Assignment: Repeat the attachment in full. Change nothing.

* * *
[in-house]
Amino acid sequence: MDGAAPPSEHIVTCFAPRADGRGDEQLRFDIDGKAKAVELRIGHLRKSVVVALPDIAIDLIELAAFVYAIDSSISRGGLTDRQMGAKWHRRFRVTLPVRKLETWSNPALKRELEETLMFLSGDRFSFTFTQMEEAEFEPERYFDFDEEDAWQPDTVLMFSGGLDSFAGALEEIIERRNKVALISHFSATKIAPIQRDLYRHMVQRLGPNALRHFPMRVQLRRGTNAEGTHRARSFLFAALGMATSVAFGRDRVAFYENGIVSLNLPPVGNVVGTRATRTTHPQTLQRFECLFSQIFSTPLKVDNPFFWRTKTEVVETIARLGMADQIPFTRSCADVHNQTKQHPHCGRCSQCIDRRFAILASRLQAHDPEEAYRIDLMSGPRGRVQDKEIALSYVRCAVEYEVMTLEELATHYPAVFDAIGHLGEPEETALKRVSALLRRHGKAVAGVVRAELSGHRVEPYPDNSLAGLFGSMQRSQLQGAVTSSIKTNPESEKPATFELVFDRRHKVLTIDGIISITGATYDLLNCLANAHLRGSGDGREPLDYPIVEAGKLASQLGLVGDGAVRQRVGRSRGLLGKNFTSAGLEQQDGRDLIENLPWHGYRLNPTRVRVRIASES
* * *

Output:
[in-house]
Amino acid sequence: MDGAAPPSEHIVTCFAPRADGRGDEQLRFDIDGKAKAVELRIGHLRKSVVVALPDIAIDLIELAAFVYAIDSSISRGGLTDRQMGAKWHRRFRVTLPVRKLETWSNPALKRELEETLMFLSGDRFSFTFTQMEEAEFEPERYFDFDEEDAWQPDTVLMFSGGLDSFAGALEEIIERRNKVALISHFSATKIAPIQRDLYRHMVQRLGPNALRHFPMRVQLRRGTNAEGTHRARSFLFAALGMATSVAFGRDRVAFYENGIVSLNLPPVGNVVGTRATRTTHPQTLQRFECLFSQIFSTPLKVDNPFFWRTKTEVVETIARLGMADQIPFTRSCADVHNQTKQHPHCGRCSQCIDRRFAILASRLQAHDPEEAYRIDLMSGPRGRVQDKEIALSYVRCAVEYEVMTLEELATHYPAVFDAIGHLGEPEETALKRVSALLRRHGKAVAGVVRAELSGHRVEPYPDNSLAGLFGSMQRSQLQGAVTSSIKTNPESEKPATFELVFDRRHKVLTIDGIISITGATYDLLNCLANAHLRGSGDGREPLDYPIVEAGKLASQLGLVGDGAVRQRVGRSRGLLGKNFTSAGLEQQDGRDLIENLPWHGYRLNPTRVRVRIASES